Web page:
• The financial condition of France was very critical during the reign of Louis XVI. The national debt had increased beyond the limit. The national income was less than national expenditure. Hence, the king tried to mobilize national income by selling important offices of the government.

Youtube Link: youtube.com/watch?v=3-iikQ6Ktm4

WHFr/P3: French Revolution: Events, National Assembly, Bread Riots


  • The States General consisted of three Estates Chambers. The first Estate was represented by the nobles, the second the clergy and the third by the common people. When the king called for its meeting, each Estate sat separately. However, the members of the third estate demanded a joint sitting and one vote for each member. As the first and second Estates did not concede to this demand, there was a deadlock. On 17th June 1789, the third Estate declared itself as the National Assembly. The king got alarmed and prevented them from entering the hall. But, the members of the National Assembly went to a nearby Tennis Court and took an oath to frame a new constitution. This is known as Tennis Court Oath.
  • On 23rd June 1789, a special session of States General was held. The king declared the acts of the Third Estate as illegal. He also ordered that the three Estates should meet separately. But the third Estate refused to accept the king’s orders. Hence, Louis XVI submitted to the will of the third Estate, which represented the common people. He ordered the three Estates to sit together. Thus the formation of National Assembly was completed
  • There was a shortage for bread in Paris. On 5th October, a large number of women went to the King’s palace at Versailles to make a petition. They were not satisfied with the reply of the queen and hence they brought with them the king, the queen and their son to Paris.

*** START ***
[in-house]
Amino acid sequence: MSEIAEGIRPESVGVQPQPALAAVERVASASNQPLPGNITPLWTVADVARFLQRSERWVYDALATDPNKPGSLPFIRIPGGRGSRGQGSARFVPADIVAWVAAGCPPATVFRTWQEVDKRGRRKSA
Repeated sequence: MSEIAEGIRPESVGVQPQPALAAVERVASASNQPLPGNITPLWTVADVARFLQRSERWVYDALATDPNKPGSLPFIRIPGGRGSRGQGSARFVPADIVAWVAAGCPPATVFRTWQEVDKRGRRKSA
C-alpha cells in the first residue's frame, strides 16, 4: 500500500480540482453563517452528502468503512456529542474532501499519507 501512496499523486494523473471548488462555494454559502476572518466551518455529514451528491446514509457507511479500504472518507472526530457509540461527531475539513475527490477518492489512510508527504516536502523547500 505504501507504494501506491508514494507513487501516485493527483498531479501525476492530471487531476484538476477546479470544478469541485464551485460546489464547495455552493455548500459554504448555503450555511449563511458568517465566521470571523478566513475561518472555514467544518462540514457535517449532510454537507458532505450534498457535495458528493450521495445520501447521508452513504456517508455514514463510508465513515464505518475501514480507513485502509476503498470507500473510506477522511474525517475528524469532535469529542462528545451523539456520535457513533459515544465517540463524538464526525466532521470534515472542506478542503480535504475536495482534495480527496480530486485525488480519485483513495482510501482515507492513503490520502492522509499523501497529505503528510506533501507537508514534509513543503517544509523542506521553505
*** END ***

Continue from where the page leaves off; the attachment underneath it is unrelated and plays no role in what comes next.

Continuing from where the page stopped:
Youtube Link: youtube.com/watch?v=73MQSvgKkrU

WHFr/P4: French Revolution: Outcomes, Impact, Significance


  • The National Assembly styled itself the Constituent Assembly. It drew up the Declaration of the Rights of Man. The new constitution drafted by the Constituent Assembly provided for a limited monarchy to France. The titles of the nobles were abolished. Judiciary was remodeled. The method of torture was abolished. New central and local courts were established. Judges were to be elected. Drastic action was also taken against the church. The monasteries were suppressed. Absolute religious toleration was proclaimed. The collection of tithes by the church was abolished. Then, measures were taken for the nationalization of church properties. After drafting the new constitution, the National Assembly dissolved itself in 1791.
  • The French Revolution of 1789 inaugurated a new era in the history of the mankind. The ideas of “liberty, equality and fraternity” spread to other parts of the world. The Bourbon monarchy was abolished. The Revolution rejected tyranny, divine right, conservatism, and feudal vestiges associated with bourbon rule in France. At the same time it failed to establish a permanent Republic in France. The French Revolution, after a violent turn led to the emergence of a great dictator, Napoleon Bonaparte

Youtube Link: youtube.com/watch?v=oA6Ox2X2giQ

WHFr/P5: French Revolution: Napoleon Bonaparte- rise, reforms & fall


  • French Revolution, after a violent turn led to the emergence of a great dictator, Napoleon Bonaparte
  • In 1799 Napoleon Bonaparte had become the first consul of France and he made himself the most powerful person in France. In 1804 he crowned himself as the Emperor of the French and in the first years of the 19th century he became the most powerful person in Europe and he was not concealing his European ambitions.
  • As the ruler of France, he also carried out numerous Administrative, judicial, economic and religious reforms.

Youtube Link: youtube.com/watch?v=hb8TpsO8blc.